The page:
A new analysis released confirms New Zealand dairy farms have the lowest carbon footprint in the world.
The report from AgResearch, commissioned by DairyNZ compares New Zealand with 17 other countries. It confirms New Zealand dairy’s footprint is 70% lower than the global average and 46% lower than the average of other countries in the study, which includes all major milk producers.
The key to New Zealand’s lower carbon footprint is its unique pasture-based farming. As a country it has clean air, a good amount of rain and a healthy dose of sunshine – the ideal climate to grow grass. By being 96% grass-fed New Zealand’s cows exhibit more of their natural behaviours, they have reduced diseases and on average they live longer. That in turn means the milk they produce is healthier – grass-fed cows produce milk that’s naturally packed full of calcium, B vitamins, and many other nutrients and minerals.
It’s clear that consumers are increasingly interested in the origin and carbon footprint of their products and this report confirms New Zealand dairy’s well placed to meet people’s desire for food that’s kinder to the planet.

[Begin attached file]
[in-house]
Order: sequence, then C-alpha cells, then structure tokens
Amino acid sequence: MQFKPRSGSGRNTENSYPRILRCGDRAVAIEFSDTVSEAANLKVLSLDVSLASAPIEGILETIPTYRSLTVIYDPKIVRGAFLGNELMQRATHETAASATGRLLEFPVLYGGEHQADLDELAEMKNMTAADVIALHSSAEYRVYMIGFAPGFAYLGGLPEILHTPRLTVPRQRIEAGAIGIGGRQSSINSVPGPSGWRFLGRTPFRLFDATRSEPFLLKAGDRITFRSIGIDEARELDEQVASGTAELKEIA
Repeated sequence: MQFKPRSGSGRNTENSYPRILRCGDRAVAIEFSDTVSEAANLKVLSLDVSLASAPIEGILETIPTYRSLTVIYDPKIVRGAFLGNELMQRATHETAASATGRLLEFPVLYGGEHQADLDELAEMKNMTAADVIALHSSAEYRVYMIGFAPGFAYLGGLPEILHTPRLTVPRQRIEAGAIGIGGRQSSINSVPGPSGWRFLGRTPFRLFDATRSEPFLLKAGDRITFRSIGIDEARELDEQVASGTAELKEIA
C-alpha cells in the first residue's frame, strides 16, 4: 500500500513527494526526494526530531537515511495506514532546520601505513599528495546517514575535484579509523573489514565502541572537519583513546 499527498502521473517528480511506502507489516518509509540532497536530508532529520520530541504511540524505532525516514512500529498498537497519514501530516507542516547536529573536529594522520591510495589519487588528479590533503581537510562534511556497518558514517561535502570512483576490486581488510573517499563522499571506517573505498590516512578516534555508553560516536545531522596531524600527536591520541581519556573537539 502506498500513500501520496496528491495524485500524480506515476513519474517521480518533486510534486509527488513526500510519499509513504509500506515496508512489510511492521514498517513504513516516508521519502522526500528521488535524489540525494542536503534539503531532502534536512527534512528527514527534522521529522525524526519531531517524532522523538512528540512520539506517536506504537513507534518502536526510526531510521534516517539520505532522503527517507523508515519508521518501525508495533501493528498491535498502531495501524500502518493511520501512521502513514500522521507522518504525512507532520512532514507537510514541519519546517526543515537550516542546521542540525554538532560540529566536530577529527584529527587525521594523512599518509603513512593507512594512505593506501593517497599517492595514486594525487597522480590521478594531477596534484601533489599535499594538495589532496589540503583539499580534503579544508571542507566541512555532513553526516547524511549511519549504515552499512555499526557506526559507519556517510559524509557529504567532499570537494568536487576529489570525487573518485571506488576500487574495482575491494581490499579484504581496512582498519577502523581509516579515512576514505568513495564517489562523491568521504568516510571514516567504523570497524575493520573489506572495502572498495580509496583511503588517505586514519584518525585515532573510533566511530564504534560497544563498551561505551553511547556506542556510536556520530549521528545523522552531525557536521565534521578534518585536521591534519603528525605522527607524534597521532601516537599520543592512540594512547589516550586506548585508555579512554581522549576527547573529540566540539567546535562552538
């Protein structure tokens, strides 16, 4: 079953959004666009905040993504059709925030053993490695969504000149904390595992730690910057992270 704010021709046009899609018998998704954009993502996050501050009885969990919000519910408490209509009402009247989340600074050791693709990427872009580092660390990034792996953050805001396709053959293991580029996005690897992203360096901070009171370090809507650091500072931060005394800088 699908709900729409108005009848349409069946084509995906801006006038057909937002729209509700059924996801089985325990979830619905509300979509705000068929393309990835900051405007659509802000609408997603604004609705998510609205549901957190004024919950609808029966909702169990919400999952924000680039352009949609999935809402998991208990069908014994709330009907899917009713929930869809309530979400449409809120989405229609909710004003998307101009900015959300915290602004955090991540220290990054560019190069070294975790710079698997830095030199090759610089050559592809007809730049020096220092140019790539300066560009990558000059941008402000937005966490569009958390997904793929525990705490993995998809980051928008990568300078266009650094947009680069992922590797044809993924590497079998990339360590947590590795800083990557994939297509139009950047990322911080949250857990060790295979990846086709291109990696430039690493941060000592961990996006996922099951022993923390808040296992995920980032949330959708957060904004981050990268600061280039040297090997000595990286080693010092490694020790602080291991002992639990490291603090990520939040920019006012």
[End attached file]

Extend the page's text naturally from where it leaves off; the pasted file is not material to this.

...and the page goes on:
That’s why innovation is a key part of Fonterra’s strategy and why the co-op has multiple partnerships to develop the tools and solutions needed to support farmers, particularly in areas where they face tough challenges, such as reducing methane emissions. Last year Fonterra gave its farmer suppliers a helping hand by providing them a greenhouse gas emission report specific to their farm.
But finding a solution requires more than just hard graft from the Co-op’s farmers, and solutions like Kowbucha, seaweed and feed additives like Royal DSM’s Bovaer are being investigated for potential breakthroughs in reducing emissions from cows.
Fonterra has also teamed up with Nestlé and DairyNZ to expand a promising plantain trial to help improve waterways and reduce on-farm greenhouse gas (GHG) emissions.
Of course, more needs to be done to keep improving, but we’re up for the challenge and we’re already on our way.
Mark Piper is Fonterra’s Director for Category, Strategy & Innovation and has been with the Co-operative for more than 20 years in different parts of the business. He leads Fonterra’s Palmerston North-based Research and Development Centre (FRDC) – home to more than 350 researchers, engineers, nutritionists and scientists from 46 different countries, with more 4,500 years of combined dairy experience.